U.S. Healthcare System Inefficiency Promotes Greater Costs and Higher Spending
The United States has always been a leader when it comes to dedicating funds toward treating and researching diseases, having led the way on things like cancer treatment research and looking into a cure for AIDS over the past thirty years. It dedicates much the same amount of researches and scientific development to the treatment of Alzheimer's Disease, especially because the country's Baby Boomer population is aging and the ranks of its senior citizens with the disease are swelling to record levels never before seen in that country. While United States research arms dedicate collectively more than $80 billion per year to research, the cost to the country's healthcare system is far greater indeed.
In 2010 alone, the United States healthcare system spent well more than $120 billion on Alzheimer's Disease treatments and patient care, a great deal more than was spent in the United Kingdom. This is not merely because the country's population is greater or because there are more incidences of the disease in the United States than there are across the pond. In fact, the per-capita spending on treatments and patient care relating to Alzheimer's Disease in the United States is more than twice that spent in the United Kingdom. The answers here are pretty obvious.
Despite all of its dedication to science and research as it pertains to this unfortunate disease, America does maintain one of the most costly, and least efficient, healthcare systems in the world. It's uncharacteristic for a country of this size and wealth to have such a system, but it's the reality that many Alzheimer's Disease patients suffer through for the entirety of their diagnosis. Treatment provided in the United States is virtually the same as that provided in the UK, but it simply costs more per capita.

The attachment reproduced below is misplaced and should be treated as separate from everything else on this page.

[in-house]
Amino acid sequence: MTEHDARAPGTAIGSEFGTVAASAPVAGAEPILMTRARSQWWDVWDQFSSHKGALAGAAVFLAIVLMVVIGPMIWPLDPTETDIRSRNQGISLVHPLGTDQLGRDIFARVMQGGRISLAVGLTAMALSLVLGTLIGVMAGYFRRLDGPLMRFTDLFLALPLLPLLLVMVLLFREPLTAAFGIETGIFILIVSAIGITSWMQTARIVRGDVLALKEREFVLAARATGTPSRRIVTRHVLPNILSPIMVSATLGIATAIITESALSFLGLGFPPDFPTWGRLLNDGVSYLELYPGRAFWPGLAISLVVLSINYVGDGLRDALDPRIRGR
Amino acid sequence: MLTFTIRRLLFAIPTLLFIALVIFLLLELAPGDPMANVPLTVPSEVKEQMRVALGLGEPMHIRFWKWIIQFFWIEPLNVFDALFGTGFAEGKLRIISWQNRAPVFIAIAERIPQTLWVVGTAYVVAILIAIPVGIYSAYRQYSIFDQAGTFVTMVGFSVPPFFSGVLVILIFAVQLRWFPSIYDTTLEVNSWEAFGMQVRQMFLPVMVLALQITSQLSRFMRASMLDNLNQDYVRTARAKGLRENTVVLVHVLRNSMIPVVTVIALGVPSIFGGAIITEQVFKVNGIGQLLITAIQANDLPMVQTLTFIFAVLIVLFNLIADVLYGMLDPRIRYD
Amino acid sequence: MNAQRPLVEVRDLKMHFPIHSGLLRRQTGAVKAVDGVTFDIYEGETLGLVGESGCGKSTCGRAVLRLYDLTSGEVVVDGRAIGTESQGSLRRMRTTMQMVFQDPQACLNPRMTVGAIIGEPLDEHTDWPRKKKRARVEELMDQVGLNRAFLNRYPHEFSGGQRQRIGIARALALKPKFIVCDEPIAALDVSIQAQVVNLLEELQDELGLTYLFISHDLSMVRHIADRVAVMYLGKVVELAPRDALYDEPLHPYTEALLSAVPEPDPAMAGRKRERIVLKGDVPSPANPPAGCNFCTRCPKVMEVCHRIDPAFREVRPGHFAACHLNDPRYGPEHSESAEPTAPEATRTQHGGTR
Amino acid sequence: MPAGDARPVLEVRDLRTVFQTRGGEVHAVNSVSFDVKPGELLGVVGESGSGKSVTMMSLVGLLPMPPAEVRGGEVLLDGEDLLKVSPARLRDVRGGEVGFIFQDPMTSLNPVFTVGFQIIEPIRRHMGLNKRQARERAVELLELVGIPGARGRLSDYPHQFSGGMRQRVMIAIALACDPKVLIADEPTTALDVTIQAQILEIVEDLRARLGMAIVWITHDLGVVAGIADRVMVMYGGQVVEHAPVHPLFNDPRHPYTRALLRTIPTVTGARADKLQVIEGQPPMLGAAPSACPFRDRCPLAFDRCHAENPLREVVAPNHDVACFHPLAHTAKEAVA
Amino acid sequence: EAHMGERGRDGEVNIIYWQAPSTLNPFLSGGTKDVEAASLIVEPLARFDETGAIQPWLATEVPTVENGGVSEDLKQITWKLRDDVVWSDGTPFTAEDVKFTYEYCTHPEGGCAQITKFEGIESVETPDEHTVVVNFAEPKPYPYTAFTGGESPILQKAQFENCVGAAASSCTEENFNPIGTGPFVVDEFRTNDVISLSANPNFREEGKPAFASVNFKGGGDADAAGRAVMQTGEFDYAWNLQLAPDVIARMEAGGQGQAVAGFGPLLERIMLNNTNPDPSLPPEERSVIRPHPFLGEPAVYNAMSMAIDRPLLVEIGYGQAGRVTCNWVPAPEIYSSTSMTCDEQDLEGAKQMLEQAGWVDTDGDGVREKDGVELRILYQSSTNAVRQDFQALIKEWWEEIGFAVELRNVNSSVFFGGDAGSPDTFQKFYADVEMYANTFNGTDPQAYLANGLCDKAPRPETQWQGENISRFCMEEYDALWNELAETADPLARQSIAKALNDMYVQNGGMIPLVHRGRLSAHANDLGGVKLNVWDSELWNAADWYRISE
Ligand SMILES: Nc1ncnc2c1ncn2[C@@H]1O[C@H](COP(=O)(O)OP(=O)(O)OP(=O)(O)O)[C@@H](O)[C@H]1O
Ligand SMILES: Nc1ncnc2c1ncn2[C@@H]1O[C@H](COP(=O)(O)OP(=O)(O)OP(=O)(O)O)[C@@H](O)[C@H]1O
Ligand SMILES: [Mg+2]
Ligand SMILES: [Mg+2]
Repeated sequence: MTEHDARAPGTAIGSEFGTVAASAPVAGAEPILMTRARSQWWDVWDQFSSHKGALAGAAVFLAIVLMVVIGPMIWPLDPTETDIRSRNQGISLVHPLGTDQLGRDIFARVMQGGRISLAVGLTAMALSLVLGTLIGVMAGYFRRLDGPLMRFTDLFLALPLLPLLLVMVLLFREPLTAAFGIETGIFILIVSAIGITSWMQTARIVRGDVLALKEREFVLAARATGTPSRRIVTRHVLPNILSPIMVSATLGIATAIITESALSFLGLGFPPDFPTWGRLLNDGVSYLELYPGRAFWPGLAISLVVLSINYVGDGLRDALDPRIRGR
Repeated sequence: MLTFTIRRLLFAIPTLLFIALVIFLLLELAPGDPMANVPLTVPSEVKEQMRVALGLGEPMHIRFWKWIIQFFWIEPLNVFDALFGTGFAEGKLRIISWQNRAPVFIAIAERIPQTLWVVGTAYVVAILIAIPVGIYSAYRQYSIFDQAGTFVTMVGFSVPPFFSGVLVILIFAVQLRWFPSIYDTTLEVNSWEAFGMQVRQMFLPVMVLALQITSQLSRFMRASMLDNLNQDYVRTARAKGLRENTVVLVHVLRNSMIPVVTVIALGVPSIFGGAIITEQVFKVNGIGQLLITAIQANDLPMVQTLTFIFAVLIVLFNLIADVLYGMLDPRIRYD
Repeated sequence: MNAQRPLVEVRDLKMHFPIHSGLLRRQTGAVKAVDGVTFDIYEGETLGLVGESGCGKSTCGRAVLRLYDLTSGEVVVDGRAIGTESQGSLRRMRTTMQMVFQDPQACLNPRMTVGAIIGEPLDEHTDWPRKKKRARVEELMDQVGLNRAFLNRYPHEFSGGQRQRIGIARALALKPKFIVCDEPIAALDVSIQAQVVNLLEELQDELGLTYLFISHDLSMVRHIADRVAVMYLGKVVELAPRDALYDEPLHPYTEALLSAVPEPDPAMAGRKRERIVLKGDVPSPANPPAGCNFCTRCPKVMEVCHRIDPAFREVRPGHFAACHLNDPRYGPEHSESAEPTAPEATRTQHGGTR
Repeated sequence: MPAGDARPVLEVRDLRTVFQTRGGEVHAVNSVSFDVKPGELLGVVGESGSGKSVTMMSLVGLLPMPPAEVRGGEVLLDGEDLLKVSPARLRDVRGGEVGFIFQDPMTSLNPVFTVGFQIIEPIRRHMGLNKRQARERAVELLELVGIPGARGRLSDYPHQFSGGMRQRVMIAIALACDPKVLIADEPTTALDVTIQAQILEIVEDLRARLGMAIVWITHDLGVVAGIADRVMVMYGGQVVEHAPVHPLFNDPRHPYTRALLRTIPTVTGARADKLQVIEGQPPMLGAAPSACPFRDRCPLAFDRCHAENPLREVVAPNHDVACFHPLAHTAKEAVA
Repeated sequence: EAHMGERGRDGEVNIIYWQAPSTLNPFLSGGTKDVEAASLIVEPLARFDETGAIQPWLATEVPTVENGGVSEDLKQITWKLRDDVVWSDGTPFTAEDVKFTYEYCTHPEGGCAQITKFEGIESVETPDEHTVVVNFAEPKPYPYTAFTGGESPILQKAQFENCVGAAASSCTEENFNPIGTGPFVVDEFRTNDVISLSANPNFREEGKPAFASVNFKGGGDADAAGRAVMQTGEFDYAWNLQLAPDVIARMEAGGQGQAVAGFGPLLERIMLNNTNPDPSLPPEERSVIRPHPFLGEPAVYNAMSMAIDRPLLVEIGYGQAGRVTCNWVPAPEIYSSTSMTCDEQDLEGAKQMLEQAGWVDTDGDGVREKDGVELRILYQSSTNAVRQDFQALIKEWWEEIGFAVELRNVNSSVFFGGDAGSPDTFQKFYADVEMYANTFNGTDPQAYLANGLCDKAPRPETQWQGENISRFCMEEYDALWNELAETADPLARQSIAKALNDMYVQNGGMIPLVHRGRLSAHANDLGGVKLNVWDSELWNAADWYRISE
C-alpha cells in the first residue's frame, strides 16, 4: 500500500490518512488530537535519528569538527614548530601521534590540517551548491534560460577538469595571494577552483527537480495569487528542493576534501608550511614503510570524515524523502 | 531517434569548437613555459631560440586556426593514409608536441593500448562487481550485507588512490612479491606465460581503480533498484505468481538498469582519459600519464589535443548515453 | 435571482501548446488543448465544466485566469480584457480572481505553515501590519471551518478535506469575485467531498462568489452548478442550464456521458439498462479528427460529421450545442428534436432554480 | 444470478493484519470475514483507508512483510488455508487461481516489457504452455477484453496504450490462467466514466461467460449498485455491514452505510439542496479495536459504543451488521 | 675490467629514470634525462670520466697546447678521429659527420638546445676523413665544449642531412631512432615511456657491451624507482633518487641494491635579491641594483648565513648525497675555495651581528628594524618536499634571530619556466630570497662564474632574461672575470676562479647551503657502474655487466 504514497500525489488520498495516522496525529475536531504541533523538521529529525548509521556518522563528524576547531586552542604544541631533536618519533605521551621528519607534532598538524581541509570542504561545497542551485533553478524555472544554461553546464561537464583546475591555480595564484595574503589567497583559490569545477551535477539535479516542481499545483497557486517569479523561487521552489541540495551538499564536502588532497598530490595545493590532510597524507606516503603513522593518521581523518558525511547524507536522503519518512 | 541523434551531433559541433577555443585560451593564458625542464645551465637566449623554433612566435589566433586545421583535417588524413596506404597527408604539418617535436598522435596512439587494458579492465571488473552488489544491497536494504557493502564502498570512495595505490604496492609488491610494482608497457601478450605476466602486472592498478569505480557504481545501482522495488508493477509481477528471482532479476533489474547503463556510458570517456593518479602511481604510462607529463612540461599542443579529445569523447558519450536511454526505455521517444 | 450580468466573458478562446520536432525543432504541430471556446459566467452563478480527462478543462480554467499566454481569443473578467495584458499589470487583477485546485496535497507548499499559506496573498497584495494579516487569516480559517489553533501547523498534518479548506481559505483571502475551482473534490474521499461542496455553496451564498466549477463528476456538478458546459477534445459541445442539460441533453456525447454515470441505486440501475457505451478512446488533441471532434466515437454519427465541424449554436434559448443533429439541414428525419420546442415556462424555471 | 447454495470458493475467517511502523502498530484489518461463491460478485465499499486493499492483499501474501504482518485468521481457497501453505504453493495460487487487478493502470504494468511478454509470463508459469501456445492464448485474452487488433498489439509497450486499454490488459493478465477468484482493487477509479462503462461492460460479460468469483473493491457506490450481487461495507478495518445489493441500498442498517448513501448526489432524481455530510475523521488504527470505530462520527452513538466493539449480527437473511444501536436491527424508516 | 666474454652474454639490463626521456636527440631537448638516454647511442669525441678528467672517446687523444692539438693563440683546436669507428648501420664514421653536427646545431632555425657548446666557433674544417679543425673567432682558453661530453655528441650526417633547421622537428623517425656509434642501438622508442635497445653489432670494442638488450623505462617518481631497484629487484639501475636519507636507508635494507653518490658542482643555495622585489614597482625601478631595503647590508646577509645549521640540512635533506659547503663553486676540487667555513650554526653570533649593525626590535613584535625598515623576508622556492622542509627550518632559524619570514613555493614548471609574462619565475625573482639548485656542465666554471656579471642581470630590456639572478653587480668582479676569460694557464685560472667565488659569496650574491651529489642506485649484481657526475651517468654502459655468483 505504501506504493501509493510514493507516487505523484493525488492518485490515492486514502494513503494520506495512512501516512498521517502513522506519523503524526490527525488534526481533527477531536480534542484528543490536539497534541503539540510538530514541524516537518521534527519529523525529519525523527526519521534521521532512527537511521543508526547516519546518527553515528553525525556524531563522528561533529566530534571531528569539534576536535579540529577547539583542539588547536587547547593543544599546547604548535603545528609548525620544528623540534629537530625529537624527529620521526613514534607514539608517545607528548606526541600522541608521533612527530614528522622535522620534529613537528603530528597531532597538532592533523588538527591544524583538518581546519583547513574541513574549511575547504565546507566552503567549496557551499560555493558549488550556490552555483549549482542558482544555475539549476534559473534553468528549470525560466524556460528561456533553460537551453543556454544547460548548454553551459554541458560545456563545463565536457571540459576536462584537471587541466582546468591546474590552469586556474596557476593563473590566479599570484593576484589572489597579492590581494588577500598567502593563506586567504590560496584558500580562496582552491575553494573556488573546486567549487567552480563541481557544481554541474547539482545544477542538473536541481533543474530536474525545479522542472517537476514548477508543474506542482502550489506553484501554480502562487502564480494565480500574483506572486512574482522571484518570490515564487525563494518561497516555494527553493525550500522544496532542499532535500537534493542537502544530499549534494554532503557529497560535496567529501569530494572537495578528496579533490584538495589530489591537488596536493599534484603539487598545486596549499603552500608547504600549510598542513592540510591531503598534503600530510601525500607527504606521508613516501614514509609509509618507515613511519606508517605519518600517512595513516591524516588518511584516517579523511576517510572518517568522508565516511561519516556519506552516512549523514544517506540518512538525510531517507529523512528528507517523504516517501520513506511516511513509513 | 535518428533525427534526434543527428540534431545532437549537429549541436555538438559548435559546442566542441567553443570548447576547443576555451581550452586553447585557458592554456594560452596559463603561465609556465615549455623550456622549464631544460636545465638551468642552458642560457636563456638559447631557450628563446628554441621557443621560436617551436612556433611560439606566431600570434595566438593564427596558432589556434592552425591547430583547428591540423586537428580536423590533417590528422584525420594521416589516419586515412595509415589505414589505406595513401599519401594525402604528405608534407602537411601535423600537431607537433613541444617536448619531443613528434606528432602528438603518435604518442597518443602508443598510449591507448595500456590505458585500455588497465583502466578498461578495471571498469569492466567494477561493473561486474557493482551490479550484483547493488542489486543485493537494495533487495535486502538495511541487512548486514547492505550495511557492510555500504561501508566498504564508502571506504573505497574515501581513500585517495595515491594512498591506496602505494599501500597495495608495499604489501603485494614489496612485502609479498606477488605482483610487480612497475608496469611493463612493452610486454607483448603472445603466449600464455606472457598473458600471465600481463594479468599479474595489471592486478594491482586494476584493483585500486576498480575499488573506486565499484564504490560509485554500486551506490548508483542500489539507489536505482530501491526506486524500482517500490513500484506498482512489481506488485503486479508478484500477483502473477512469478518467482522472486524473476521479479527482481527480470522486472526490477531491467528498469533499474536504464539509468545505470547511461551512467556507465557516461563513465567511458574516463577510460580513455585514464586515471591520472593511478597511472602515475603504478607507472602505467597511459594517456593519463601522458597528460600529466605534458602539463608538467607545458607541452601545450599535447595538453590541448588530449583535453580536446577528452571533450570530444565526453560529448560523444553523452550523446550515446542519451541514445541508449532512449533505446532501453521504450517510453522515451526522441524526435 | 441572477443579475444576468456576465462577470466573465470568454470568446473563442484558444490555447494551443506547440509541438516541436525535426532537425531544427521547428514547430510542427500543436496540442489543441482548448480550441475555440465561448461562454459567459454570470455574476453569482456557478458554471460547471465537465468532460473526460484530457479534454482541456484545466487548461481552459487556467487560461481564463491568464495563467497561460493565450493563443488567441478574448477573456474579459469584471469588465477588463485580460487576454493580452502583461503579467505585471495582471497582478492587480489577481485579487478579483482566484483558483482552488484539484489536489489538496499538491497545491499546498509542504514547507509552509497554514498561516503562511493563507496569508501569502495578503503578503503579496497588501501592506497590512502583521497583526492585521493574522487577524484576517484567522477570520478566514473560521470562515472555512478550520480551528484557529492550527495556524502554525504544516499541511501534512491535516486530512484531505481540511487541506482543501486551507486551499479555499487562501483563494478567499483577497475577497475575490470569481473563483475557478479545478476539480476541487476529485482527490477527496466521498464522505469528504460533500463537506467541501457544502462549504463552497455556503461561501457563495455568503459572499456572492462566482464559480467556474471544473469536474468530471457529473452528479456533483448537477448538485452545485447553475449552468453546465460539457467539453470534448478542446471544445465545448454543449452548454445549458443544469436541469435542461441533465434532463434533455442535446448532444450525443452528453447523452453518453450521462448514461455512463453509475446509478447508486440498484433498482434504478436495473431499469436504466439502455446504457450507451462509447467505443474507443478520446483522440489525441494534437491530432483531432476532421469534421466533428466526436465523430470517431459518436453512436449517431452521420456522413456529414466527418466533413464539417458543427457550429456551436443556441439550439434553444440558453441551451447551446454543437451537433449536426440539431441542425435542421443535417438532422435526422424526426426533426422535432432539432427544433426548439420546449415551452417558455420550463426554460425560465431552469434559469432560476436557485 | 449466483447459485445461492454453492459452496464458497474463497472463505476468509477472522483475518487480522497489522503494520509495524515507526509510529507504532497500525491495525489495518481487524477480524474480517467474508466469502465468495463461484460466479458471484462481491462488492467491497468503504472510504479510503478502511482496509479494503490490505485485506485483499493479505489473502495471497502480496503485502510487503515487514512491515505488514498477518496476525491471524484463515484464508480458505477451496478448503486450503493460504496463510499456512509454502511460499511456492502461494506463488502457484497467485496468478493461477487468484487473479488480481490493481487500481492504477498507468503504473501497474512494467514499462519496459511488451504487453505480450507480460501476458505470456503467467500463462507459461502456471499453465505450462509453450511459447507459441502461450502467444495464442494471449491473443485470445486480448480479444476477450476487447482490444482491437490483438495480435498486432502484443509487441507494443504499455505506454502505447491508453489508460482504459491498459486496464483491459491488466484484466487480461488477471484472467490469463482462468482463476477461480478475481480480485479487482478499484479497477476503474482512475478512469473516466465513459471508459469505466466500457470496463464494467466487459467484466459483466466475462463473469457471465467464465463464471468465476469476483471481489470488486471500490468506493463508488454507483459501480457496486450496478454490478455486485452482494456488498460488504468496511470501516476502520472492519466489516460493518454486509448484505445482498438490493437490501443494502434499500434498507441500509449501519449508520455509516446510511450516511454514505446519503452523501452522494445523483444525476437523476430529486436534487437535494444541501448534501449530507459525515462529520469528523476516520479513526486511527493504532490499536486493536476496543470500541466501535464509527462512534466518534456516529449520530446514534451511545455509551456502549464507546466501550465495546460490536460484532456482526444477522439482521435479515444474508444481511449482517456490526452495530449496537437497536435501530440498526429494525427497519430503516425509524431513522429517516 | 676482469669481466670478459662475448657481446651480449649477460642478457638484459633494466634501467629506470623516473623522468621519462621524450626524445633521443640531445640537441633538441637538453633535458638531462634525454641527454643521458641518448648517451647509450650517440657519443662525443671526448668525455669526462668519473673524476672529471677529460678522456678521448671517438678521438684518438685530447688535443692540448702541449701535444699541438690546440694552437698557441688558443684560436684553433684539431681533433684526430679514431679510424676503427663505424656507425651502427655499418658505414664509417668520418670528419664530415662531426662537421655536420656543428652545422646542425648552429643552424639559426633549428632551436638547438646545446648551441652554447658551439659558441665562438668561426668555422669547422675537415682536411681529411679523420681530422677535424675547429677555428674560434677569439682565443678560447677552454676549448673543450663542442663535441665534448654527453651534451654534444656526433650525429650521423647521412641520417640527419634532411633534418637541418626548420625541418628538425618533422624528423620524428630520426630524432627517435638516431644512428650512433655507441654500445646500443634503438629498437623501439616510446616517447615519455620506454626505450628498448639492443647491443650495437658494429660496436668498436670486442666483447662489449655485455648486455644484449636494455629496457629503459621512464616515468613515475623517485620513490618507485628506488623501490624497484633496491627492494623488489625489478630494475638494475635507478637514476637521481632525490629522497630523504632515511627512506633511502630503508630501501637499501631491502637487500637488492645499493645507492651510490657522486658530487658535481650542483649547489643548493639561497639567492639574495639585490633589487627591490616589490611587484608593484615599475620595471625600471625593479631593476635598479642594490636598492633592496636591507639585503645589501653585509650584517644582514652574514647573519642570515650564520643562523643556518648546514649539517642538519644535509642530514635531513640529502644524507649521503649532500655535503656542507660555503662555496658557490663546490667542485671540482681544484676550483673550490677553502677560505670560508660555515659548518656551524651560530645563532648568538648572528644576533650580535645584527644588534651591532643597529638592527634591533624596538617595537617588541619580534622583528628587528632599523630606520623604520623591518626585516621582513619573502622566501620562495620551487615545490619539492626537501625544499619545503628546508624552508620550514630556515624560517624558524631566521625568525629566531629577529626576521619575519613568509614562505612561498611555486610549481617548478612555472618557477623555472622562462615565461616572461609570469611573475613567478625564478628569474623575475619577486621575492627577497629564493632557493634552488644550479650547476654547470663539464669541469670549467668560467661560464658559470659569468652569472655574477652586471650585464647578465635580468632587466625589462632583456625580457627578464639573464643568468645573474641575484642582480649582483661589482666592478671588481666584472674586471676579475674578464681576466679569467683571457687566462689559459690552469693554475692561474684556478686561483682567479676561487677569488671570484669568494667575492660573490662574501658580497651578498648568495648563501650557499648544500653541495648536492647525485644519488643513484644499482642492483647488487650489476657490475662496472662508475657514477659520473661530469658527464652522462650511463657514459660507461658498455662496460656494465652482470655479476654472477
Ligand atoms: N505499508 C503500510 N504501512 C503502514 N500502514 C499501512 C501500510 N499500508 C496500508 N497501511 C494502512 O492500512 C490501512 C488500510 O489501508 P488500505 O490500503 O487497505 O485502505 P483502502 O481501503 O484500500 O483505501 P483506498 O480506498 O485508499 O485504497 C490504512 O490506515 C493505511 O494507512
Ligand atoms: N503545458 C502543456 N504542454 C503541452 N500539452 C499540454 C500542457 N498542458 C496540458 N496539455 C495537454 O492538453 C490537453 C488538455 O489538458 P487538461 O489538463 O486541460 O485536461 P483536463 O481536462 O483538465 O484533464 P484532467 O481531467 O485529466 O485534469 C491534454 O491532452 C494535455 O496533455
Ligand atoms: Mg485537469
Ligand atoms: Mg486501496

United Kingdom Efficiency Promotes Lower Costs, Same Outlooks
The United Kingdom in 2009 spent just under $43 billion in U.S. dollars to deliver the same treatments and forms of patient care to its own citizens suffering from Alzheimer's Disease. That adds up to a far less per-capita cost for treatment, and actually stands as a testament to the country's healthcare system. Despite receiving criticism in some circles for its inefficiency, the truth is that the National Health Service has ably and capably helped mitigate the effects of Alzheimer's Disease in patients throughout the country using the National Health Service.
The country's health service does predict that the costs associated with Alzheimer's Disease treatment and management will rise over the next decade or so, especially as the Baby Boomer population in that country experiences the same hurdles associated with age that the American population will be experiencing concurrently. However, the estimated projection of increased costs in the UK is smaller per capita than it is in the United States, again promoting the efficiency of the country's centralized and unified National Health Service (relatively speaking) as compared to the much larger and decentralized system of treatment in the United States.
Overall, Two Very Attentive and Capable Countries for Alzheimer's Disease Treatment
Cost to treat Alzheimer's Disease in both countries should be considered a sidebar to the real innovations going on in the scientific community. While Alzheimer's Disease cannot be stopped or cured, it can be treated and the effects of the disease can be slowed down and mitigated to some extent, for a certain period of time. To that end, the spending on both sides of the Atlantic is well-intentioned, necessary, and furthering the overall goal of helping the increasing number of Alzheimer's Disease sufferers.